COP26 and the road to Net Zero

Globe in hands

By now you have probably heard all about COP26 and what the outcomes were regarding our 1.5℃ threshold, so I won’t go over this again in great detail. The gist of it is that this year was the first year there were any targets in place specifically regarding the use of coal as a power source.

Whether you think the outcome of that is good or not enough; the fact that we have something in place and only one year, not five, for the world leaders to do something about it before revising their targets is an initial win to work upon.

With the obligatory coal mention out of the way I want to bring you down the rabbit hole of Net Zero vs Real Zero with me.

I heard this term on a podcast about COP26. Talking with other reporters at COP the overall feel was that we are not going to meet our targets with emission offsetting alone. Since hearing this I may or may not have gotten way too interested in this.

Every target we have at the moment revolves around “Net Zero” emissions.

I always thought this was great, get net zero, save the planet. I never thought about HOW that would happen on a global scale or what it would actually require to be net zero.

The current working plan is to reduce little bits of our carbon production and offset the rest. The best way to offset the rest at present is to plant new trees.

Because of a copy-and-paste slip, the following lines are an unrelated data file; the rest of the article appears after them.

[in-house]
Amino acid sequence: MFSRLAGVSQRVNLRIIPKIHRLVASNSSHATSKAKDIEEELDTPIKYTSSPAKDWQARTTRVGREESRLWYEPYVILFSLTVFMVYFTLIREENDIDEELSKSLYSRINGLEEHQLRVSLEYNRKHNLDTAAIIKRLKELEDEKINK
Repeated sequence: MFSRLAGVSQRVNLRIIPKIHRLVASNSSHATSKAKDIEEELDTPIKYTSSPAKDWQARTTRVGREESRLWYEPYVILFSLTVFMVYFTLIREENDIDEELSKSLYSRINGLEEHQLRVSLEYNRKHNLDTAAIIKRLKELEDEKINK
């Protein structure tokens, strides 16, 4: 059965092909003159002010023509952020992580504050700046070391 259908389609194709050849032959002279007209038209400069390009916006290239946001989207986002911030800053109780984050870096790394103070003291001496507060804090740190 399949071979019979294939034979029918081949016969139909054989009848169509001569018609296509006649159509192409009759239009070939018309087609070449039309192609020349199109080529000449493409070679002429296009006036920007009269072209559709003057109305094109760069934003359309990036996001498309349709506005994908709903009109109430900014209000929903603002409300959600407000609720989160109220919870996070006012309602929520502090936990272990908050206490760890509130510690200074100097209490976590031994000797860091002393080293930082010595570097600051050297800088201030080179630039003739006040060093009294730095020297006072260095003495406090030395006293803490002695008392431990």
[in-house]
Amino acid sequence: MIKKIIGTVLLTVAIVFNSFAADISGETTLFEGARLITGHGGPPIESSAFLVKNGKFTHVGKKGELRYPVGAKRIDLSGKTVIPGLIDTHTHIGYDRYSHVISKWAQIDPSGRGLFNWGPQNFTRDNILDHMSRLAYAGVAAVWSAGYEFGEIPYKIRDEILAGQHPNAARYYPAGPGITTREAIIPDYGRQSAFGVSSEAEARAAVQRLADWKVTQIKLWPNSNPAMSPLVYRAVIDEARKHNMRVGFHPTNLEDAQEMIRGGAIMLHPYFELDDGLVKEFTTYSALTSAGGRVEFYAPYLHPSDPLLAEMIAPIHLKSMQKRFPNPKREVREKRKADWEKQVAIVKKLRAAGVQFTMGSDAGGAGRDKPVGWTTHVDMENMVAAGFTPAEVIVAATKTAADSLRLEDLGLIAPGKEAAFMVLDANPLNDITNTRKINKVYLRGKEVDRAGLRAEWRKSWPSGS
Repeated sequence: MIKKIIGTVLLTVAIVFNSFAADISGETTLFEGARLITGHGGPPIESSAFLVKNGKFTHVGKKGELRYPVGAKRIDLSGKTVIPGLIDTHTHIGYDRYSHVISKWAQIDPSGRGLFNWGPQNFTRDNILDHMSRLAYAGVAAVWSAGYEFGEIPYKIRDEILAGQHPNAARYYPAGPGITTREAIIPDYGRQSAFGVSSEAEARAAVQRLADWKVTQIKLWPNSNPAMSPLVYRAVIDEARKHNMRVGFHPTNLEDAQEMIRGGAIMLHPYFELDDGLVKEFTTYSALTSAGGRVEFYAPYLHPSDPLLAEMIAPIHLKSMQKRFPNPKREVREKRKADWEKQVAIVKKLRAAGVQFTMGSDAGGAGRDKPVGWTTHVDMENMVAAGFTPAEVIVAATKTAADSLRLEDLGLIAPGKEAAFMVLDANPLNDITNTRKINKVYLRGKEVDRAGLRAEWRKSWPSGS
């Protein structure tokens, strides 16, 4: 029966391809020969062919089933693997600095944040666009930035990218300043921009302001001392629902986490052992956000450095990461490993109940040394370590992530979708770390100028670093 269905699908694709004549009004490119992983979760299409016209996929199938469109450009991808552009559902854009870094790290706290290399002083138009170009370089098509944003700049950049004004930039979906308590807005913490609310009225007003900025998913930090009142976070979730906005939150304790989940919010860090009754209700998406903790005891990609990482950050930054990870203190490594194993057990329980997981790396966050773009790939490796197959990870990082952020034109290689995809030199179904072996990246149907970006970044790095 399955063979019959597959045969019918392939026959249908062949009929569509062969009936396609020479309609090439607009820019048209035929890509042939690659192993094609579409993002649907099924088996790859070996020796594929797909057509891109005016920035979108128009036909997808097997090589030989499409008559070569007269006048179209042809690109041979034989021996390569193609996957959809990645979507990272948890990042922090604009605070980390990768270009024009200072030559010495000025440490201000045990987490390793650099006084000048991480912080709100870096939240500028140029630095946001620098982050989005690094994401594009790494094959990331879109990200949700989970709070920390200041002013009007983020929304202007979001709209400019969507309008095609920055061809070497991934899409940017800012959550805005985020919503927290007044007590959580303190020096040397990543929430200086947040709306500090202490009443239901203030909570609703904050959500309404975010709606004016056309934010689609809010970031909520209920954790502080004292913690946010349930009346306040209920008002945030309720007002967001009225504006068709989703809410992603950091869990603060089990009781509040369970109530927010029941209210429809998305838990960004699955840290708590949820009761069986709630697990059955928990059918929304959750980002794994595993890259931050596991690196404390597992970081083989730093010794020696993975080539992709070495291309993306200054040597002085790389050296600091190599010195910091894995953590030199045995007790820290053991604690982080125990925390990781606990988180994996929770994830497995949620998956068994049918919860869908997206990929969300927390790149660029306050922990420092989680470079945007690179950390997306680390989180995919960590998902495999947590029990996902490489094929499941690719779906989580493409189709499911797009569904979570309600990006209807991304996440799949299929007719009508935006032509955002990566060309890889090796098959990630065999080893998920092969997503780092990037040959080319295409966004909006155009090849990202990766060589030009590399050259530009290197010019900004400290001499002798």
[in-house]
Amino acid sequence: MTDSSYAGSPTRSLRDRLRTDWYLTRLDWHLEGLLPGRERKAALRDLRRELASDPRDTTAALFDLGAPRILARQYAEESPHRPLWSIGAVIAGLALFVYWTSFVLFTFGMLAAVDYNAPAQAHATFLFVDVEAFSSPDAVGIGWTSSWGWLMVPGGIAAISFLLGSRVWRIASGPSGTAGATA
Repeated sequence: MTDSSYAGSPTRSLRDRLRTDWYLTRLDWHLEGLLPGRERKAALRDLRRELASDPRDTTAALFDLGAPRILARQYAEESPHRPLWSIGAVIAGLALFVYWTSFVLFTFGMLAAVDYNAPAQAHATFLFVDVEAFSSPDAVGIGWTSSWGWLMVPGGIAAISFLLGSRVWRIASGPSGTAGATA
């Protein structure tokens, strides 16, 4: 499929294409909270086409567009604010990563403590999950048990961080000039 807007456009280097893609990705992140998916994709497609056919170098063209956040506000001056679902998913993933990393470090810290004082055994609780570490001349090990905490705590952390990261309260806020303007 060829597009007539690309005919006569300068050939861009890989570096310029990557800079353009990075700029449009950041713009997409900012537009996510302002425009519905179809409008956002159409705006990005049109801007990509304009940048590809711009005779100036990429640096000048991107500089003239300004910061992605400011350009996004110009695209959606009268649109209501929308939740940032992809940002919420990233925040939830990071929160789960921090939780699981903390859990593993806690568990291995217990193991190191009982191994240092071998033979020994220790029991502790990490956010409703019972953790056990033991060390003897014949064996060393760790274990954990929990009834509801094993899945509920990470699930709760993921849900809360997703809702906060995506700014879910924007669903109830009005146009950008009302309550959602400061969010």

This sounds great in theory, then you realise that Shell requires an area about the size of England to offset its carbon emissions. This strategy is not sustainable for the long term.

We need to reduce our actual dependence on carbon producing energy sources.

Houses are required to be more energy efficient now which is fantastic. Appliances are more energy efficient now than ever before, again fantastic. There are also new technologies on the horizon to help us achieve this.

Once such technology is Plentigrade which I thought was a brilliant use of an already existing technology.
But there are plenty more if you look around.

In order to get Real Zero we are all going to have to take advantage of new technologies as they become available.

However, we already have proven ways to reduce our own dependence on coal and lower our own emissions: Solar Power, Solar Hot Water and Home Batteries. Batteries are already our best option to reduce carbon emissions without relying on new technology.



Andrew Marsh

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